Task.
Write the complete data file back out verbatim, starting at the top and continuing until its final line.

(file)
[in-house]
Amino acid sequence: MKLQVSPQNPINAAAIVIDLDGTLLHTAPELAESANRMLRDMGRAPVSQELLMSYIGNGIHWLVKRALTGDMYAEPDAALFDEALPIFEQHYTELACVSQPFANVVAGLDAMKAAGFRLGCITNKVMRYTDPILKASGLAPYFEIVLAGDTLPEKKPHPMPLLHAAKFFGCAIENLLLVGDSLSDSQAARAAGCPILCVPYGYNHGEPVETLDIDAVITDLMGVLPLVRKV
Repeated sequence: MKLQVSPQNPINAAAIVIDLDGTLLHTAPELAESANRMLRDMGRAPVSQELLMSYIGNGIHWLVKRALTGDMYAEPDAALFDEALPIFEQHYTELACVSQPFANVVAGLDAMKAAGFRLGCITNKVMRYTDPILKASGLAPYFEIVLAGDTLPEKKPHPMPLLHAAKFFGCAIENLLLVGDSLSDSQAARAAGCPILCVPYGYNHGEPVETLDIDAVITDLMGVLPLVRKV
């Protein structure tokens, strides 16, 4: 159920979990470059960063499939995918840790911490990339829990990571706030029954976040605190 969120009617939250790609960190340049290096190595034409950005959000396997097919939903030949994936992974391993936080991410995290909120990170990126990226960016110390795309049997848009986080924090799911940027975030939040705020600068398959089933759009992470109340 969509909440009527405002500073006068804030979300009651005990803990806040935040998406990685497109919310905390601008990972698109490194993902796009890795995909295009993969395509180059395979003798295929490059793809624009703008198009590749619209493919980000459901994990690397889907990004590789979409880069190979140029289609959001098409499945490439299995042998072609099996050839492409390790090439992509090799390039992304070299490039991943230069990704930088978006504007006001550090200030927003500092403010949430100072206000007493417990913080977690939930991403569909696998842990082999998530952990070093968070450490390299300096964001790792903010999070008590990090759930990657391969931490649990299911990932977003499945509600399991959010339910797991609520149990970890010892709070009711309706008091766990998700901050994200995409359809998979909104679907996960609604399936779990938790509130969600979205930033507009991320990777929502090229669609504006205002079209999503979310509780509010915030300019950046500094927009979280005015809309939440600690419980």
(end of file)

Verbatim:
[in-house]
Amino acid sequence: MKLQVSPQNPINAAAIVIDLDGTLLHTAPELAESANRMLRDMGRAPVSQELLMSYIGNGIHWLVKRALTGDMYAEPDAALFDEALPIFEQHYTELACVSQPFANVVAGLDAMKAAGFRLGCITNKVMRYTDPILKASGLAPYFEIVLAGDTLPEKKPHPMPLLHAAKFFGCAIENLLLVGDSLSDSQAARAAGCPILCVPYGYNHGEPVETLDIDAVITDLMGVLPLVRKV
Repeated sequence: MKLQVSPQNPINAAAIVIDLDGTLLHTAPELAESANRMLRDMGRAPVSQELLMSYIGNGIHWLVKRALTGDMYAEPDAALFDEALPIFEQHYTELACVSQPFANVVAGLDAMKAAGFRLGCITNKVMRYTDPILKASGLAPYFEIVLAGDTLPEKKPHPMPLLHAAKFFGCAIENLLLVGDSLSDSQAARAAGCPILCVPYGYNHGEPVETLDIDAVITDLMGVLPLVRKV
């Protein structure tokens, strides 16, 4: 159920979990470059960063499939995918840790911490990339829990990571706030029954976040605190 969120009617939250790609960190340049290096190595034409950005959000396997097919939903030949994936992974391993936080991410995290909120990170990126990226960016110390795309049997848009986080924090799911940027975030939040705020600068398959089933759009992470109340 969509909440009527405002500073006068804030979300009651005990803990806040935040998406990685497109919310905390601008990972698109490194993902796009890795995909295009993969395509180059395979003798295929490059793809624009703008198009590749619209493919980000459901994990690397889907990004590789979409880069190979140029289609959001098409499945490439299995042998072609099996050839492409390790090439992509090799390039992304070299490039991943230069990704930088978006504007006001550090200030927003500092403010949430100072206000007493417990913080977690939930991403569909696998842990082999998530952990070093968070450490390299300096964001790792903010999070008590990090759930990657391969931490649990299911990932977003499945509600399991959010339910797991609520149990970890010892709070009711309706008091766990998700901050994200995409359809998979909104679907996960609604399936779990938790509130969600979205930033507009991320990777929502090229669609504006205002079209999503979310509780509010915030300019950046500094927009979280005015809309939440600690419980």